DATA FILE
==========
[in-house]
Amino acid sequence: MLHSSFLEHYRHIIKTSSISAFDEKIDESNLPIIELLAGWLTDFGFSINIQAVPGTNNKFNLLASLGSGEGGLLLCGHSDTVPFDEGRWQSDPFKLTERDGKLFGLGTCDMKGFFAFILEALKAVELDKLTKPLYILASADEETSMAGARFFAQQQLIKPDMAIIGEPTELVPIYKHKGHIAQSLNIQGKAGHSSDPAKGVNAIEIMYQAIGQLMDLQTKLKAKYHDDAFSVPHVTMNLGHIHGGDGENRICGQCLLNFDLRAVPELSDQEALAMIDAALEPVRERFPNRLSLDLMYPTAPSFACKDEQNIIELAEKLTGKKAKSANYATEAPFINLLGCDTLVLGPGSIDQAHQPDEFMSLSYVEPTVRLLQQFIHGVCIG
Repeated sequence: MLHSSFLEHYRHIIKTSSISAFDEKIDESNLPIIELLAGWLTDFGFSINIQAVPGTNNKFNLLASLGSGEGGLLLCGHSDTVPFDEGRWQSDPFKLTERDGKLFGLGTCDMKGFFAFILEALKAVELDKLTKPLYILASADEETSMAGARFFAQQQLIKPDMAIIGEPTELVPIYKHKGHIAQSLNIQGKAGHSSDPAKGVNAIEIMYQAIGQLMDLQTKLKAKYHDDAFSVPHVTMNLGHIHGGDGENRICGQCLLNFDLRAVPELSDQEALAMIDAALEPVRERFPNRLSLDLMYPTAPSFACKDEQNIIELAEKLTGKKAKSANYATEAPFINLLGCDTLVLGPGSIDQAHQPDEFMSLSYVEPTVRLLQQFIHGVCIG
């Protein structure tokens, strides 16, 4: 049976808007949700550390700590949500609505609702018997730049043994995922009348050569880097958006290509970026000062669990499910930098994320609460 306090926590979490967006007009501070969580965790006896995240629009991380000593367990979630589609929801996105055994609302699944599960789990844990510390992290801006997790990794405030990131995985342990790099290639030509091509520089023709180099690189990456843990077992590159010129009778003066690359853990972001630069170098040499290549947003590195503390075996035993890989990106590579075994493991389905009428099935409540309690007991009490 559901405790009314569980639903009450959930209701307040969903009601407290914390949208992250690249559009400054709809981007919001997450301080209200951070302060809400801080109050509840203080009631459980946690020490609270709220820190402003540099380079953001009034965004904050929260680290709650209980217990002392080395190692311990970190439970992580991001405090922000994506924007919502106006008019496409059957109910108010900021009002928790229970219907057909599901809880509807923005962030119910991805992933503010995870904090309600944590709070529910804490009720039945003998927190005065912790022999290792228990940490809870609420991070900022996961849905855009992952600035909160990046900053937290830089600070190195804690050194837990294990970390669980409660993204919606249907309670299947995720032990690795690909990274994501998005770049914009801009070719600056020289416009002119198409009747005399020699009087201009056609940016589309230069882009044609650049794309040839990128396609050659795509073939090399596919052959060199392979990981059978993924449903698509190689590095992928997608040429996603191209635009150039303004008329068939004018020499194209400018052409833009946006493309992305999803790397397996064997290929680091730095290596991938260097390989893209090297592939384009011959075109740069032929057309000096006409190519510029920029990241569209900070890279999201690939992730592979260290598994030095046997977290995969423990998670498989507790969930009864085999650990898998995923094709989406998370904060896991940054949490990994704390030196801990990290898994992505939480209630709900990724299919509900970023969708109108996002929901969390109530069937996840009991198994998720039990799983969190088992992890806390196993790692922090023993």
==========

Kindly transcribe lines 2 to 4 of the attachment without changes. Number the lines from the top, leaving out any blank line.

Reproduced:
Amino acid sequence: MLHSSFLEHYRHIIKTSSISAFDEKIDESNLPIIELLAGWLTDFGFSINIQAVPGTNNKFNLLASLGSGEGGLLLCGHSDTVPFDEGRWQSDPFKLTERDGKLFGLGTCDMKGFFAFILEALKAVELDKLTKPLYILASADEETSMAGARFFAQQQLIKPDMAIIGEPTELVPIYKHKGHIAQSLNIQGKAGHSSDPAKGVNAIEIMYQAIGQLMDLQTKLKAKYHDDAFSVPHVTMNLGHIHGGDGENRICGQCLLNFDLRAVPELSDQEALAMIDAALEPVRERFPNRLSLDLMYPTAPSFACKDEQNIIELAEKLTGKKAKSANYATEAPFINLLGCDTLVLGPGSIDQAHQPDEFMSLSYVEPTVRLLQQFIHGVCIG
Repeated sequence: MLHSSFLEHYRHIIKTSSISAFDEKIDESNLPIIELLAGWLTDFGFSINIQAVPGTNNKFNLLASLGSGEGGLLLCGHSDTVPFDEGRWQSDPFKLTERDGKLFGLGTCDMKGFFAFILEALKAVELDKLTKPLYILASADEETSMAGARFFAQQQLIKPDMAIIGEPTELVPIYKHKGHIAQSLNIQGKAGHSSDPAKGVNAIEIMYQAIGQLMDLQTKLKAKYHDDAFSVPHVTMNLGHIHGGDGENRICGQCLLNFDLRAVPELSDQEALAMIDAALEPVRERFPNRLSLDLMYPTAPSFACKDEQNIIELAEKLTGKKAKSANYATEAPFINLLGCDTLVLGPGSIDQAHQPDEFMSLSYVEPTVRLLQQFIHGVCIG
């Protein structure tokens, strides 16, 4: 049976808007949700550390700590949500609505609702018997730049043994995922009348050569880097958006290509970026000062669990499910930098994320609460 306090926590979490967006007009501070969580965790006896995240629009991380000593367990979630589609929801996105055994609302699944599960789990844990510390992290801006997790990794405030990131995985342990790099290639030509091509520089023709180099690189990456843990077992590159010129009778003066690359853990972001630069170098040499290549947003590195503390075996035993890989990106590579075994493991389905009428099935409540309690007991009490 559901405790009314569980639903009450959930209701307040969903009601407290914390949208992250690249559009400054709809981007919001997450301080209200951070302060809400801080109050509840203080009631459980946690020490609270709220820190402003540099380079953001009034965004904050929260680290709650209980217990002392080395190692311990970190439970992580991001405090922000994506924007919502106006008019496409059957109910108010900021009002928790229970219907057909599901809880509807923005962030119910991805992933503010995870904090309600944590709070529910804490009720039945003998927190005065912790022999290792228990940490809870609420991070900022996961849905855009992952600035909160990046900053937290830089600070190195804690050194837990294990970390669980409660993204919606249907309670299947995720032990690795690909990274994501998005770049914009801009070719600056020289416009002119198409009747005399020699009087201009056609940016589309230069882009044609650049794309040839990128396609050659795509073939090399596919052959060199392979990981059978993924449903698509190689590095992928997608040429996603191209635009150039303004008329068939004018020499194209400018052409833009946006493309992305999803790397397996064997290929680091730095290596991938260097390989893209090297592939384009011959075109740069032929057309000096006409190519510029920029990241569209900070890279999201690939992730592979260290598994030095046997977290995969423990998670498989507790969930009864085999650990898998995923094709989406998370904060896991940054949490990994704390030196801990990290898994992505939480209630709900990724299919509900970023969708109108996002929901969390109530069937996840009991198994998720039990799983969190088992992890806390196993790692922090023993």